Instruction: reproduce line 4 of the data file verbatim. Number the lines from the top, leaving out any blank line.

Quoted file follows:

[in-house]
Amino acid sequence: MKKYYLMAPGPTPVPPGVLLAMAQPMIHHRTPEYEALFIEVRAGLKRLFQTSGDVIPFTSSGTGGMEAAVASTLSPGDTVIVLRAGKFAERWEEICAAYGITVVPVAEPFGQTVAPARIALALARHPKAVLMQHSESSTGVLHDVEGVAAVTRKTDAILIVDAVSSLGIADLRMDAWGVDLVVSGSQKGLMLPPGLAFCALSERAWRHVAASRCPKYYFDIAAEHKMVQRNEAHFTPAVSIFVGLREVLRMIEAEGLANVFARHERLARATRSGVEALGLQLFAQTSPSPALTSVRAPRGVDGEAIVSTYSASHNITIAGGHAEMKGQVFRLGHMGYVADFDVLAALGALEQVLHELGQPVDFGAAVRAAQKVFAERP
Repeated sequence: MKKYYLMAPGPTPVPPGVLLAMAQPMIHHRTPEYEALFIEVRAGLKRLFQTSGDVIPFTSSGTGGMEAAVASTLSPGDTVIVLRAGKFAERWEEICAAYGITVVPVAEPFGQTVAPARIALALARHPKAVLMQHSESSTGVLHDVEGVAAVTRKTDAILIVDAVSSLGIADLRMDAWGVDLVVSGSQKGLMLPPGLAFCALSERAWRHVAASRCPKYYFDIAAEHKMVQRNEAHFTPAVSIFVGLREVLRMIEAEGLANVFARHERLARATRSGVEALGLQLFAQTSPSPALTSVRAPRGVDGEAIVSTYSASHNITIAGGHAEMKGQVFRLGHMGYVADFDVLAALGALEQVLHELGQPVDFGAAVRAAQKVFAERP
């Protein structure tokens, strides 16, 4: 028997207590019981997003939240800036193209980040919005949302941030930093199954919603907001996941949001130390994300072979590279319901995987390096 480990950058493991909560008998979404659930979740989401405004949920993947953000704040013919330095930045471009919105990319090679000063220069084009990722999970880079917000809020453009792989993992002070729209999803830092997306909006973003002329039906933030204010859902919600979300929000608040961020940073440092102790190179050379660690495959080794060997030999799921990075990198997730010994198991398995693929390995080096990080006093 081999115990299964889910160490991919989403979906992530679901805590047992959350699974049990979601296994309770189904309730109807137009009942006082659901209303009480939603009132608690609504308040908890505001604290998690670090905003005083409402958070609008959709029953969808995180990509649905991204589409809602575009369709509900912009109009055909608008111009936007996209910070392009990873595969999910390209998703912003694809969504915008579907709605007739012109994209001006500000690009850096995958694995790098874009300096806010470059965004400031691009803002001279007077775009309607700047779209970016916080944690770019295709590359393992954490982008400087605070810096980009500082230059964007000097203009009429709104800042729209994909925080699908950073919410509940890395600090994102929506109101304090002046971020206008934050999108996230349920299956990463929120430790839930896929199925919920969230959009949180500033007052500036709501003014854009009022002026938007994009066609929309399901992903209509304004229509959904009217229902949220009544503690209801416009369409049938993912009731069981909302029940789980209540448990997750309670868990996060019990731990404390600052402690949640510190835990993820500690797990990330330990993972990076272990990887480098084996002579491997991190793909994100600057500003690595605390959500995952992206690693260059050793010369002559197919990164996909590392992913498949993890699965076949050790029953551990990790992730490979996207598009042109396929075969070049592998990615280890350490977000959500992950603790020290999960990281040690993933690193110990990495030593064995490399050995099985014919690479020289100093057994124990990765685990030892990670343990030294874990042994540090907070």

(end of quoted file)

């Protein structure tokens, strides 16, 4: 028997207590019981997003939240800036193209980040919005949302941030930093199954919603907001996941949001130390994300072979590279319901995987390096 480990950058493991909560008998979404659930979740989401405004949920993947953000704040013919330095930045471009919105990319090679000063220069084009990722999970880079917000809020453009792989993992002070729209999803830092997306909006973003002329039906933030204010859902919600979300929000608040961020940073440092102790190179050379660690495959080794060997030999799921990075990198997730010994198991398995693929390995080096990080006093 081999115990299964889910160490991919989403979906992530679901805590047992959350699974049990979601296994309770189904309730109807137009009942006082659901209303009480939603009132608690609504308040908890505001604290998690670090905003005083409402958070609008959709029953969808995180990509649905991204589409809602575009369709509900912009109009055909608008111009936007996209910070392009990873595969999910390209998703912003694809969504915008579907709605007739012109994209001006500000690009850096995958694995790098874009300096806010470059965004400031691009803002001279007077775009309607700047779209970016916080944690770019295709590359393992954490982008400087605070810096980009500082230059964007000097203009009429709104800042729209994909925080699908950073919410509940890395600090994102929506109101304090002046971020206008934050999108996230349920299956990463929120430790839930896929199925919920969230959009949180500033007052500036709501003014854009009022002026938007994009066609929309399901992903209509304004229509959904009217229902949220009544503690209801416009369409049938993912009731069981909302029940789980209540448990997750309670868990996060019990731990404390600052402690949640510190835990993820500690797990990330330990993972990076272990990887480098084996002579491997991190793909994100600057500003690595605390959500995952992206690693260059050793010369002559197919990164996909590392992913498949993890699965076949050790029953551990990790992730490979996207598009042109396929075969070049592998990615280890350490977000959500992950603790020290999960990281040690993933690193110990990495030593064995490399050995099985014919690479020289100093057994124990990765685990030892990670343990030294874990042994540090907070």